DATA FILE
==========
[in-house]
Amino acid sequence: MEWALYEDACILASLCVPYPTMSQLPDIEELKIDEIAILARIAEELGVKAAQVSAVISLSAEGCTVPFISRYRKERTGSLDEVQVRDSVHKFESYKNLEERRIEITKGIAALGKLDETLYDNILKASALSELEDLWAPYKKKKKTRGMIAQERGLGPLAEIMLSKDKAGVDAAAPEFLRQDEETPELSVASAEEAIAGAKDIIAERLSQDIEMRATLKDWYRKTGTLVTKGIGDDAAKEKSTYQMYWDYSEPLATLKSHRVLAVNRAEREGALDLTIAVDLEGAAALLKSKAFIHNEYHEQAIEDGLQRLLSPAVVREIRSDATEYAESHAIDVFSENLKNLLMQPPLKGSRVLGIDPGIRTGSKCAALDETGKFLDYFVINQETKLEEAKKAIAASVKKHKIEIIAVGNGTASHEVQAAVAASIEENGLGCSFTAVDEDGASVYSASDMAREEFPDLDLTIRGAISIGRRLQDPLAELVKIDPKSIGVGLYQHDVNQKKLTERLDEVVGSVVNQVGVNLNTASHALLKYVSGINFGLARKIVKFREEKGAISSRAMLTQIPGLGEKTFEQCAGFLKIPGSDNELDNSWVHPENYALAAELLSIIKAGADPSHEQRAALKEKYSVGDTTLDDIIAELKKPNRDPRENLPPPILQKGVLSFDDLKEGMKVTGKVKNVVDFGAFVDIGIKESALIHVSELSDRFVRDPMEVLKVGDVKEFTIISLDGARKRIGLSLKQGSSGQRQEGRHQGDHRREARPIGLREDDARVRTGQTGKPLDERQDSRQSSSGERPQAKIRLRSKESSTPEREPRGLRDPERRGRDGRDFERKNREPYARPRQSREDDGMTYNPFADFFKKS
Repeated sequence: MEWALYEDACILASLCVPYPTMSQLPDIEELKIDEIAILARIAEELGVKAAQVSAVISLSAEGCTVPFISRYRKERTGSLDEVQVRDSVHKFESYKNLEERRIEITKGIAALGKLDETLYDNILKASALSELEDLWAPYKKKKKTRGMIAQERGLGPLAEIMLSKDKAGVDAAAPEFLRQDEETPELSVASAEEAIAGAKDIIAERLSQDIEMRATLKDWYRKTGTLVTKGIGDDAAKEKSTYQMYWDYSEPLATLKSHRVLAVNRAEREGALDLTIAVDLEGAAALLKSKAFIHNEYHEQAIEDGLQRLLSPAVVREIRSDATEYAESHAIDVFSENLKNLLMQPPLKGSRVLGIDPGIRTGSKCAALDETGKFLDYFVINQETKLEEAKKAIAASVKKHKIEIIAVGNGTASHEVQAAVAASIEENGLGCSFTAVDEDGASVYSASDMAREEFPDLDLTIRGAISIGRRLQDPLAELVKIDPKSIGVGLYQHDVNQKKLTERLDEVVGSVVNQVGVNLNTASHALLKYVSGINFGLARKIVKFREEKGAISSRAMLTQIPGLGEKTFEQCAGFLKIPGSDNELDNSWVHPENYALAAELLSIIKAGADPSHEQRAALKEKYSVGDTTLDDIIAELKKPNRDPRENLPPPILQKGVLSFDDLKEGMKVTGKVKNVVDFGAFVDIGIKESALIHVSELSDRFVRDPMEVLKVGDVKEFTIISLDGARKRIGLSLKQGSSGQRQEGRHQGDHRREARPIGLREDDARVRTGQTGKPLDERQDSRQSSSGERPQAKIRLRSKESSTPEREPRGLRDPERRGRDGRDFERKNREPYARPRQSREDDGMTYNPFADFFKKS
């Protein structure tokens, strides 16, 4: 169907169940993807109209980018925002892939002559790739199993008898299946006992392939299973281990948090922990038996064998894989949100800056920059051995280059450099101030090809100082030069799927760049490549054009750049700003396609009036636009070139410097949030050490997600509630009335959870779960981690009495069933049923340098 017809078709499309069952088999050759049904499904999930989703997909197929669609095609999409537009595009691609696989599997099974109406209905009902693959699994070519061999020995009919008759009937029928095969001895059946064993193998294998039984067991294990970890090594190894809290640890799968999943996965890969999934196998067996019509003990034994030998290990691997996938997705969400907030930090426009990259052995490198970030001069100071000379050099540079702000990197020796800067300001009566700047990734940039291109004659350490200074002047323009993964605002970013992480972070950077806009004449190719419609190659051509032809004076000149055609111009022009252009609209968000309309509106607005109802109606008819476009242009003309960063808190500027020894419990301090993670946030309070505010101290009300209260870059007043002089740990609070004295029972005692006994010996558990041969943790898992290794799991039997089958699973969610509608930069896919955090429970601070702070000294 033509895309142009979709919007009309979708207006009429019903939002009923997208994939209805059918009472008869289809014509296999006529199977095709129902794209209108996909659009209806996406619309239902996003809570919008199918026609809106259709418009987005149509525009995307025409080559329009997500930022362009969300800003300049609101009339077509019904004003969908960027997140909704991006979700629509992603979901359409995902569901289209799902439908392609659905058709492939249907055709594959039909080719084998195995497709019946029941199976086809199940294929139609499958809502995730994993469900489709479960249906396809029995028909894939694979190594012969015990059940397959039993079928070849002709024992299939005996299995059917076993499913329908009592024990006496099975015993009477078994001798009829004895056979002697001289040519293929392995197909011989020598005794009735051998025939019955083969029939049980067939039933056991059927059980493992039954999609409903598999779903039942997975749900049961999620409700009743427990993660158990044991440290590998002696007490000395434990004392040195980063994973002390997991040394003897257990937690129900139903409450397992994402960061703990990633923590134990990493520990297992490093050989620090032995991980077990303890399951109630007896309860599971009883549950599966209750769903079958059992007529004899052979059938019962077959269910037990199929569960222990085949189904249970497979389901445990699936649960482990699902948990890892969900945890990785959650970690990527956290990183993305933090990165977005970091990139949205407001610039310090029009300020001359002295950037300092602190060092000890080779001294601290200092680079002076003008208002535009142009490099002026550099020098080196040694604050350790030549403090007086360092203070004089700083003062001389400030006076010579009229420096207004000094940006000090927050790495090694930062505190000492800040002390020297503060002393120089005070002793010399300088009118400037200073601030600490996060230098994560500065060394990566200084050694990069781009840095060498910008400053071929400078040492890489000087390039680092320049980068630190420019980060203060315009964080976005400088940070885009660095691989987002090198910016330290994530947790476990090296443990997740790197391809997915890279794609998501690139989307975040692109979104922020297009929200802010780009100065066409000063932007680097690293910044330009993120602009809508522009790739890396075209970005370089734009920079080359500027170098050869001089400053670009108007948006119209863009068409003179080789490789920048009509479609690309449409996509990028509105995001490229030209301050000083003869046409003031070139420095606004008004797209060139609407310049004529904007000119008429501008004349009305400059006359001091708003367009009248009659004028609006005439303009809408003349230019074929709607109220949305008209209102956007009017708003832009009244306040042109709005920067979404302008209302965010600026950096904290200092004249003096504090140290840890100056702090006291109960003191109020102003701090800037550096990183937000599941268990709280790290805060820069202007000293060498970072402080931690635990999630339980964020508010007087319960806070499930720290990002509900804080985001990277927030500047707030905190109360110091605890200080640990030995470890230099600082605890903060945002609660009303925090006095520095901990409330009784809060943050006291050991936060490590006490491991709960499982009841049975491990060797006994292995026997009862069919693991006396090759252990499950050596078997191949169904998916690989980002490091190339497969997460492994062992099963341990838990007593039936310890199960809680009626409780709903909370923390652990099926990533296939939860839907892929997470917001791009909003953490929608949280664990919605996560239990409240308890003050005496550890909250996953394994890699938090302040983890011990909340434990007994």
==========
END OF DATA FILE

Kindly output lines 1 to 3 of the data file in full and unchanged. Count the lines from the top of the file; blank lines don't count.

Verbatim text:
[in-house]
Amino acid sequence: MEWALYEDACILASLCVPYPTMSQLPDIEELKIDEIAILARIAEELGVKAAQVSAVISLSAEGCTVPFISRYRKERTGSLDEVQVRDSVHKFESYKNLEERRIEITKGIAALGKLDETLYDNILKASALSELEDLWAPYKKKKKTRGMIAQERGLGPLAEIMLSKDKAGVDAAAPEFLRQDEETPELSVASAEEAIAGAKDIIAERLSQDIEMRATLKDWYRKTGTLVTKGIGDDAAKEKSTYQMYWDYSEPLATLKSHRVLAVNRAEREGALDLTIAVDLEGAAALLKSKAFIHNEYHEQAIEDGLQRLLSPAVVREIRSDATEYAESHAIDVFSENLKNLLMQPPLKGSRVLGIDPGIRTGSKCAALDETGKFLDYFVINQETKLEEAKKAIAASVKKHKIEIIAVGNGTASHEVQAAVAASIEENGLGCSFTAVDEDGASVYSASDMAREEFPDLDLTIRGAISIGRRLQDPLAELVKIDPKSIGVGLYQHDVNQKKLTERLDEVVGSVVNQVGVNLNTASHALLKYVSGINFGLARKIVKFREEKGAISSRAMLTQIPGLGEKTFEQCAGFLKIPGSDNELDNSWVHPENYALAAELLSIIKAGADPSHEQRAALKEKYSVGDTTLDDIIAELKKPNRDPRENLPPPILQKGVLSFDDLKEGMKVTGKVKNVVDFGAFVDIGIKESALIHVSELSDRFVRDPMEVLKVGDVKEFTIISLDGARKRIGLSLKQGSSGQRQEGRHQGDHRREARPIGLREDDARVRTGQTGKPLDERQDSRQSSSGERPQAKIRLRSKESSTPEREPRGLRDPERRGRDGRDFERKNREPYARPRQSREDDGMTYNPFADFFKKS
Repeated sequence: MEWALYEDACILASLCVPYPTMSQLPDIEELKIDEIAILARIAEELGVKAAQVSAVISLSAEGCTVPFISRYRKERTGSLDEVQVRDSVHKFESYKNLEERRIEITKGIAALGKLDETLYDNILKASALSELEDLWAPYKKKKKTRGMIAQERGLGPLAEIMLSKDKAGVDAAAPEFLRQDEETPELSVASAEEAIAGAKDIIAERLSQDIEMRATLKDWYRKTGTLVTKGIGDDAAKEKSTYQMYWDYSEPLATLKSHRVLAVNRAEREGALDLTIAVDLEGAAALLKSKAFIHNEYHEQAIEDGLQRLLSPAVVREIRSDATEYAESHAIDVFSENLKNLLMQPPLKGSRVLGIDPGIRTGSKCAALDETGKFLDYFVINQETKLEEAKKAIAASVKKHKIEIIAVGNGTASHEVQAAVAASIEENGLGCSFTAVDEDGASVYSASDMAREEFPDLDLTIRGAISIGRRLQDPLAELVKIDPKSIGVGLYQHDVNQKKLTERLDEVVGSVVNQVGVNLNTASHALLKYVSGINFGLARKIVKFREEKGAISSRAMLTQIPGLGEKTFEQCAGFLKIPGSDNELDNSWVHPENYALAAELLSIIKAGADPSHEQRAALKEKYSVGDTTLDDIIAELKKPNRDPRENLPPPILQKGVLSFDDLKEGMKVTGKVKNVVDFGAFVDIGIKESALIHVSELSDRFVRDPMEVLKVGDVKEFTIISLDGARKRIGLSLKQGSSGQRQEGRHQGDHRREARPIGLREDDARVRTGQTGKPLDERQDSRQSSSGERPQAKIRLRSKESSTPEREPRGLRDPERRGRDGRDFERKNREPYARPRQSREDDGMTYNPFADFFKKS